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Tony Thompson Stayed with It—To Finally Reach a Degree Goal

Gil Klein
By Gil Klein
  • Commencement |
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Editor's Note: This profile is part of a series that features the stories of graduates whose outstanding journeys have culminated in a UMGC degree.

Charles A. “Tony” Thompson’s wife has a bachelor’s and two master’s degrees. His oldest daughter has a degree, his younger daughter is graduating this spring, and his son is only nine credits short of his own degree.

So, when is Thompson going to finally earn his degree?

Right now.

“I am so glad I had the courage to make this happen,” said the new graduate of University of Maryland Global Campus (UMGC). “Now, I hope to inspire others to never give up on their dreams.”

Thompson grew up in Carlisle, Pennsylvania, and graduated from high school in nearby Harrisburg. No one in his immediate family had ever attended college. However, Thompson wanted something different. His father recommended that he join the Marine Corps to get GI education benefits.

His high school guidance counselor pleaded with him to let her find a way to make college happen without the military commitment. She had seen something special in Thompson. She helped get him tuition assistance, including a scholarship from the National Association of Black Accountants.

He enrolled at Pennsylvania State University then took a gap year to take advantage of a management opportunity at the restaurant where he worked as a busboy and cook through high school. He resumed his studies a year and half later at PSU.

Thompson became involved in university life. He served as a resident assistant, emerged as an activist for equality, and pledged a fraternity while studying toward his degree. But family challenges forced him to go back and forth from home to Penn State until, finally, he dropped out of school. After a two-year hiatus, he returned to his studies and interned for two summers with Pepsi Cola. He hoped to finish his degree and head toward a promising business career.  

“I was trying to support a family and had to drop out again to work full time,” he said. “I ended up taking a couple of warehouse jobs and doing some labor work to make ends meet.”

He met his wife at Penn State, and when she went back for her first master’s degree, he followed her and landed a position with MBNA America, a credit card company, as a telesales representative. His hard work paid off, and after only five months he moved up the ladder without a college degree. By 2007, he was promoted to senior vice president. By then, he was the father of three children.

He explored going back to school but couldn’t commit the time because of his professional responsibilities. He made an attempt in 2013 but attending in-person classes while working full time and taking care of family responsibilities proved too difficult.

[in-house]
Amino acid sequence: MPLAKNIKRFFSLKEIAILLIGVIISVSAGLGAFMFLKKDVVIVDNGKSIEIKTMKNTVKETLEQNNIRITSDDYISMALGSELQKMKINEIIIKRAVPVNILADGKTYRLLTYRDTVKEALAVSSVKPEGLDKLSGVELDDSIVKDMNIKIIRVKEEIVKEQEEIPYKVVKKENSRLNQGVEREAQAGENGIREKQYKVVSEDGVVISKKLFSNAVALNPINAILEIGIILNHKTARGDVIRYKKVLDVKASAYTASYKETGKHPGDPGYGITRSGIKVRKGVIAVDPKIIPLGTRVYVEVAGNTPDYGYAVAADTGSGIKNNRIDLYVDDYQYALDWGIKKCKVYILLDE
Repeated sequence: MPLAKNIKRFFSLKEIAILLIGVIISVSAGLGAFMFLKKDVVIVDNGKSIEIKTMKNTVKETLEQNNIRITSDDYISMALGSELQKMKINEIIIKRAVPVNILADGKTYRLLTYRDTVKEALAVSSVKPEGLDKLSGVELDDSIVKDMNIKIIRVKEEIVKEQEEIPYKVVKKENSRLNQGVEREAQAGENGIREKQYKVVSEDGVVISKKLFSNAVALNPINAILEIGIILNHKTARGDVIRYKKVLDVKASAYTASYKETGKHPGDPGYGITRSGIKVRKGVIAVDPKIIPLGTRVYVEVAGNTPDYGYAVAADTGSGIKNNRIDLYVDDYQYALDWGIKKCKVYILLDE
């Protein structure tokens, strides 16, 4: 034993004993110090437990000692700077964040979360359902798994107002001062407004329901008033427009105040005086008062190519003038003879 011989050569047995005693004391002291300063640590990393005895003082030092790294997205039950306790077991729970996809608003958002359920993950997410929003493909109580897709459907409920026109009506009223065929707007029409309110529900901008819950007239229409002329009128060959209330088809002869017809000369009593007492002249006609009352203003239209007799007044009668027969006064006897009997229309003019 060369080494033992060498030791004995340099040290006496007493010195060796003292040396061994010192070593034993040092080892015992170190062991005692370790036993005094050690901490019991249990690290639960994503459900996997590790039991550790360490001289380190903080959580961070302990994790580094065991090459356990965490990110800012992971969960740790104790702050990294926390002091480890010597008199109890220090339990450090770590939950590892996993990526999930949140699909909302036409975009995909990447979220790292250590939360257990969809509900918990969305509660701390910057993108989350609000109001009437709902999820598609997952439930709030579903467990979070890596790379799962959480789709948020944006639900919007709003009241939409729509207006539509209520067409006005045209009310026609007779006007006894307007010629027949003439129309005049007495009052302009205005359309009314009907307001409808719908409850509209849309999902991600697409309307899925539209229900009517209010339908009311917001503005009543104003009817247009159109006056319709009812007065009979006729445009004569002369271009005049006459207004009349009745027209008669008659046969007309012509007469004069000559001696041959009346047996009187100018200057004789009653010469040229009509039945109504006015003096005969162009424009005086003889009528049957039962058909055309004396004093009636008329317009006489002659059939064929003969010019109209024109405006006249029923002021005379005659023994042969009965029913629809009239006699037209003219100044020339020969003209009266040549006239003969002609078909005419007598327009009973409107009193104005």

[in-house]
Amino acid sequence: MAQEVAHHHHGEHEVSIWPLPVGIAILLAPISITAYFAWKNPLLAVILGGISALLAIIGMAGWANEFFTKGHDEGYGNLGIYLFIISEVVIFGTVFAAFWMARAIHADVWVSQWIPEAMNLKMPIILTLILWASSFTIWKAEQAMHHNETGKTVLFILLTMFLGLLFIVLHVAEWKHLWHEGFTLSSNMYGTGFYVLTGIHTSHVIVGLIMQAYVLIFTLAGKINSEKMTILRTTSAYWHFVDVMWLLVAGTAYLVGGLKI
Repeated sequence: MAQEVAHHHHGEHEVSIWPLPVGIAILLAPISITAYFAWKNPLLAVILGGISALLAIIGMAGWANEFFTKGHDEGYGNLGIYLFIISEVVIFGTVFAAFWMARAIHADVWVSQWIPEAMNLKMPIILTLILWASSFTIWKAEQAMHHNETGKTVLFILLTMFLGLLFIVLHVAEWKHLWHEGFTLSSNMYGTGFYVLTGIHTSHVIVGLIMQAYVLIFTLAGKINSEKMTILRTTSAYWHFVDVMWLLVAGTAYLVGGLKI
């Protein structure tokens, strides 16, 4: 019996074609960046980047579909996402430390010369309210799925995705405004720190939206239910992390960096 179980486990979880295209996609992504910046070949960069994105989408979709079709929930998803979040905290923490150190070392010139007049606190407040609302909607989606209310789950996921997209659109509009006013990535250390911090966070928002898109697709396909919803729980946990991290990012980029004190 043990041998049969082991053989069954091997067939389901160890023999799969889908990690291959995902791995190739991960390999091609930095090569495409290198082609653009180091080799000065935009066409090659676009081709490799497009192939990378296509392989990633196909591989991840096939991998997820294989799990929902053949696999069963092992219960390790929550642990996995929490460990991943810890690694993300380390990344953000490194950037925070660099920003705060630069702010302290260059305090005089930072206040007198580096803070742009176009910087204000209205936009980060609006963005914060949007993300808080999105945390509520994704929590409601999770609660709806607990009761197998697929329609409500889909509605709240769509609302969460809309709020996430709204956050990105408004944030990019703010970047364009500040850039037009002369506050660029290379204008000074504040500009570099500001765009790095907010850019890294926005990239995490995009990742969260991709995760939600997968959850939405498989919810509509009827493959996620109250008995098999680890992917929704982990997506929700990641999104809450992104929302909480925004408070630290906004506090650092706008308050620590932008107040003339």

After 21 years with the company, his position was eliminated in a reorganization, but he was allowed to retire with full company benefits. He was confident he would easily find another job. He did but was laid off again due to downsizing. It was at that point where he found his job searches hitting a roadblock. 

“I kept running into the same line: ‘You do not have a degree. You need a degree, you need a degree,’” Thompson said.

He had heard about UMGC through a niece who was attending the university. She told him the online program was much better than trying to physically attend classes. He planned to study at UMGC for a short time and then complete his degree at his first love, Penn State. However, he soon realized how comfortable he was with the UMGC learning system, the success of his efforts, and the affordability of the university.

He is graduating from UMGC with a degree in business administration and a certificate in management foundations.

Thompson liked his professors, some of whom he described as “absolutely fantastic.”  

“I remember the one professor from the spring 2018 semester, Margo Ann Taylor who taught WRTG 394 – Advanced Business Writing. She was so very motivational and talked about how we needed to do this, and we could make it through. I felt like, wow, she was absolutely phenomenal. She made me keep going and want to finish school. She encouraged me not to give up no matter how hard it got and [said] that I had what it takes to make this happen!”

Thompson also had a golfing buddy attending UMGC. His story was similar in that he had gone back and forth between school and work without finishing a degree. He and Thompson made a pact not to stop until they made it.

“We committed that we were going to get it done,” Thompson said. “I sat down and developed a plan for my graduation that showed me the classes that I needed to take to graduate. I called it my path to a UMGC degree. That plan kept me encouraged. It gave me something to check off my list every time I finished a class. And I was able to make it through.”